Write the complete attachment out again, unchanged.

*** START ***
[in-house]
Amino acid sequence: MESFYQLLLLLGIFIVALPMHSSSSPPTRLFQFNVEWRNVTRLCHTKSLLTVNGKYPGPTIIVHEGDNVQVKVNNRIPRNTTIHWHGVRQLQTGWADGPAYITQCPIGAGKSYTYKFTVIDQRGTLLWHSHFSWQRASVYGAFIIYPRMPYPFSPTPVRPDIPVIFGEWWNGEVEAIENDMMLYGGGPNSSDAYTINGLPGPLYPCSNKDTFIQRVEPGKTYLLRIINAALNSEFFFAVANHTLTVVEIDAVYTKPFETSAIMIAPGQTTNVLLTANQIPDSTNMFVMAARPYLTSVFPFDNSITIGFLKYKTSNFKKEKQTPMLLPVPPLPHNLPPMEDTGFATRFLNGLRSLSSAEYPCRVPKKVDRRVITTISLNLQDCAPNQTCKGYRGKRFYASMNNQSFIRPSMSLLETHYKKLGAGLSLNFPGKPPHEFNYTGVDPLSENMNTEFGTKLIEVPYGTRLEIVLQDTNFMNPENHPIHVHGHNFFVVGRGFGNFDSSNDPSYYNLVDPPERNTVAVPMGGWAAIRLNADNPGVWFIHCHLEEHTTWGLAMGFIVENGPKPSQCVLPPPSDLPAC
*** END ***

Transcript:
[in-house]
Amino acid sequence: MESFYQLLLLLGIFIVALPMHSSSSPPTRLFQFNVEWRNVTRLCHTKSLLTVNGKYPGPTIIVHEGDNVQVKVNNRIPRNTTIHWHGVRQLQTGWADGPAYITQCPIGAGKSYTYKFTVIDQRGTLLWHSHFSWQRASVYGAFIIYPRMPYPFSPTPVRPDIPVIFGEWWNGEVEAIENDMMLYGGGPNSSDAYTINGLPGPLYPCSNKDTFIQRVEPGKTYLLRIINAALNSEFFFAVANHTLTVVEIDAVYTKPFETSAIMIAPGQTTNVLLTANQIPDSTNMFVMAARPYLTSVFPFDNSITIGFLKYKTSNFKKEKQTPMLLPVPPLPHNLPPMEDTGFATRFLNGLRSLSSAEYPCRVPKKVDRRVITTISLNLQDCAPNQTCKGYRGKRFYASMNNQSFIRPSMSLLETHYKKLGAGLSLNFPGKPPHEFNYTGVDPLSENMNTEFGTKLIEVPYGTRLEIVLQDTNFMNPENHPIHVHGHNFFVVGRGFGNFDSSNDPSYYNLVDPPERNTVAVPMGGWAAIRLNADNPGVWFIHCHLEEHTTWGLAMGFIVENGPKPSQCVLPPPSDLPAC